New UN GMO treaty conflicts with U.S. WTO challenge
Biosafety Protocol uses precautionary principle to set standards for identifying GM products, providing nations with right of refusal for GM seed and GM products; U.S. is not a signatory, but it will be affected.

September 12, 2003: A new United Nations treaty went into effect Thursday which stresses the precautionary principle in regulating genetically modified (GM) crops. The treaty reinforces the European Union regulatory system for GM crops and runs into direct conflict with another international institution - the World Trade Organization (WTO).

Earlier this year, the U.S. filed a legal challenge before the WTO contesting Europe's right to place a moratorium on some GMO food crops. The Biosafety Protocol reaffirms the right of Europe, and other countries, to set their own regulations for biotech crops.

Effective Immediately

On September 11, 2003, certain provisions of the Treaty will take effect immediately:

• Countries shipping LMOs for intentional introduction into the environment will have to give prior notification of the first shipment to an importing country that is a party to the Protocol under what is referred to as the "Advance Informed Agreement" procedure. Sufficient information will have to be provided to enable importing countries to make informed decisions on whether to accept the shipment.

• Member countries of the Protocol will also be required to use the Biosafety Clearinghouse (BCH) to fulfill a number of specific obligations. The BCH is a largely Internet-based facility established under the Protocol to ease communications and exchange of information between the Parties.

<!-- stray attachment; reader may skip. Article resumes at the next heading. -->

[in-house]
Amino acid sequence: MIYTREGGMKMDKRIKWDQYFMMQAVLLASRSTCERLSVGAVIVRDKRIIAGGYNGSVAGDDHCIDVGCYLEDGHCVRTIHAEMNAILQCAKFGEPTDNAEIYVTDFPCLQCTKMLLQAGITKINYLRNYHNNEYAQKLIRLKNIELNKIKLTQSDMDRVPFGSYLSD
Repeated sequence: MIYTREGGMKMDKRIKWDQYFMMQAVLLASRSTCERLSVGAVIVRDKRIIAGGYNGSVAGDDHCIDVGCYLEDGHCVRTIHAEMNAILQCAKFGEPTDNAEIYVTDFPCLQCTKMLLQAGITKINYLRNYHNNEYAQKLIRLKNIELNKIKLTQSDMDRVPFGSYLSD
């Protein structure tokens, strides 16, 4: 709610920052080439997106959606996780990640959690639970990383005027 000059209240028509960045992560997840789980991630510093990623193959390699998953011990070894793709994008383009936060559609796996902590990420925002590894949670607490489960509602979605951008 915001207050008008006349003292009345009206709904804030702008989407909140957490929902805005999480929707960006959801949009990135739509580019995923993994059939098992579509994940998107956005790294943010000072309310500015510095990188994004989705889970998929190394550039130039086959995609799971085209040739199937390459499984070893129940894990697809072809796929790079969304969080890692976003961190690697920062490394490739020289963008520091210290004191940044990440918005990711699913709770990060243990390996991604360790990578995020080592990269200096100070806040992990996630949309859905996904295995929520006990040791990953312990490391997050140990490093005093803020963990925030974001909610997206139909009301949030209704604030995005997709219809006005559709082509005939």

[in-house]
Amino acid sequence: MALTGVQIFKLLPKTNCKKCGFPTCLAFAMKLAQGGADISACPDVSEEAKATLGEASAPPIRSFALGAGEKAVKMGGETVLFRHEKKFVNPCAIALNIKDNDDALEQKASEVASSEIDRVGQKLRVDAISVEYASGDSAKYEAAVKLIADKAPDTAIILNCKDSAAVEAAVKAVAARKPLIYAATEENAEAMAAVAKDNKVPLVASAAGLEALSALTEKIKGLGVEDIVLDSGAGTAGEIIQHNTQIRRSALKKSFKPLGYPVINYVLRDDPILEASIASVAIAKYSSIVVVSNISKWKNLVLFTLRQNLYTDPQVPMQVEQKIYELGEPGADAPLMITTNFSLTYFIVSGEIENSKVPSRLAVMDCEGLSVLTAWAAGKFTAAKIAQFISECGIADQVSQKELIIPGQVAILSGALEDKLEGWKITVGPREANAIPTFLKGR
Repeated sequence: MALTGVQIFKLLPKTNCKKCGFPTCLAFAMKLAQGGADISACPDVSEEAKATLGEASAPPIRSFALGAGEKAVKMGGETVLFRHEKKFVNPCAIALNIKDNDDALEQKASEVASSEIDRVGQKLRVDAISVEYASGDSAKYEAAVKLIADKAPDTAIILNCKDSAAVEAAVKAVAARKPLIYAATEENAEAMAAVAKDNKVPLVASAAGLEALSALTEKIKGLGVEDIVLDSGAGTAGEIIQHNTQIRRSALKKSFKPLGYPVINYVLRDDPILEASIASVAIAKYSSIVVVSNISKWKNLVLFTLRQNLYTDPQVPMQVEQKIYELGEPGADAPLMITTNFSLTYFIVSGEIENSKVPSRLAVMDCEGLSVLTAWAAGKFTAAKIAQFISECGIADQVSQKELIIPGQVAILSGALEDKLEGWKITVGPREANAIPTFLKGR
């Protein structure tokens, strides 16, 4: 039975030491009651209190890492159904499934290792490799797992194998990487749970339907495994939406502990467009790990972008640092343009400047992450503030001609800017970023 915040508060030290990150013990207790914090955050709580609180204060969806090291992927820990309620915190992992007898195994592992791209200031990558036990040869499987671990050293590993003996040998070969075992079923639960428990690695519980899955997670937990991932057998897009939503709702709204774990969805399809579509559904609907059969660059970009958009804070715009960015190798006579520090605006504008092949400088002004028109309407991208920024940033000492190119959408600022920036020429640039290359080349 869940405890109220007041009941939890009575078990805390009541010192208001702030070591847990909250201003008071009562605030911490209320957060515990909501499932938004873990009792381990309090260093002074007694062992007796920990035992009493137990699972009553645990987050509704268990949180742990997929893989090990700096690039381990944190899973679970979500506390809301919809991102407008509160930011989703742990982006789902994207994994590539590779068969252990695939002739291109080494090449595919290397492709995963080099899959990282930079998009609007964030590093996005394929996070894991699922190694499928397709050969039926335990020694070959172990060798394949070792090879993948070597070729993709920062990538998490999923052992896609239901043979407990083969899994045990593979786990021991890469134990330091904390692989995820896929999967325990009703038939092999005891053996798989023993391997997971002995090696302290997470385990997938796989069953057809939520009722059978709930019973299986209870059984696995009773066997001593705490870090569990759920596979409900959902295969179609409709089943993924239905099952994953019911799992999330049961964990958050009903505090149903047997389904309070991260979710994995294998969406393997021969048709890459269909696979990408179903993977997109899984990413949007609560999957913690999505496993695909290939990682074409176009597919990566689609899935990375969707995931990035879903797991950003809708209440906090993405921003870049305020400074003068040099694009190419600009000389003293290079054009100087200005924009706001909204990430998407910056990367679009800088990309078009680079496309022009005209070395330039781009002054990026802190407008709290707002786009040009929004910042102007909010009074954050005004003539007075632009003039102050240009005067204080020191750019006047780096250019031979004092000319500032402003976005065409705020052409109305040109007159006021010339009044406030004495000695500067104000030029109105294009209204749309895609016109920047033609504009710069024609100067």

• All shipments containing LMOs for intentional introduction into the environment will be clearly identified as such in the accompanying documentation which must specify the identity and characteristics of the specific LMOs contained in each shipment.

"The precautionary approach taken by this treaty will help participating countries to utilize appropriate labeling requirements as well as environmental and health safeguards when addressing GMO foods," said Mark Ritchie, President of the Institute for Agriculture and Trade Policy.

"Instead of working through the UN to set an international floor of minimum standards that must be met around the world, the U.S. is pushing for a ceiling at the WTO, which would restrict nations from setting more rigorous safety standards. The UN treaty should now become the international standard for regulating GMOs – and the U.S. WTO challenge should be immediately dropped."

The treaty is the first legally binding international agreement governing the movement of living modified organisms (LMOs), including genetically modified foods, across national borders. The Protocol, agreed to by 131 countries in Montreal in 2000, establishes the rights of national governments to regulate all GMOs, while developing countries may use the Protocol to regulate commodities even before national policies are in place. Environmental, human health and socio-economic factors are recognized as valid considerations in determining whether to accept or reject GMO imports.

The passage of the Biosafety Protocol could have a major impact on U.S. exports to nation's participating in the treaty. Although the U.S. is not a party to the treaty, participating nations can still enforce the treaty when handling imports from non-participating countries.

The treaty will likely require all U.S. shipments to participating countries of certain crops that have GMO varieties, like corn and soybeans, to be labeled as “may contain” GMOs. It also gives those nations the right to reject that shipment if those GMOs have not been approved in that country. The U.S. does not currently have an effective segregation system between GMO and non-GMO - so it is unclear how this new treaty will be implemented by U.S. shippers and importing countries.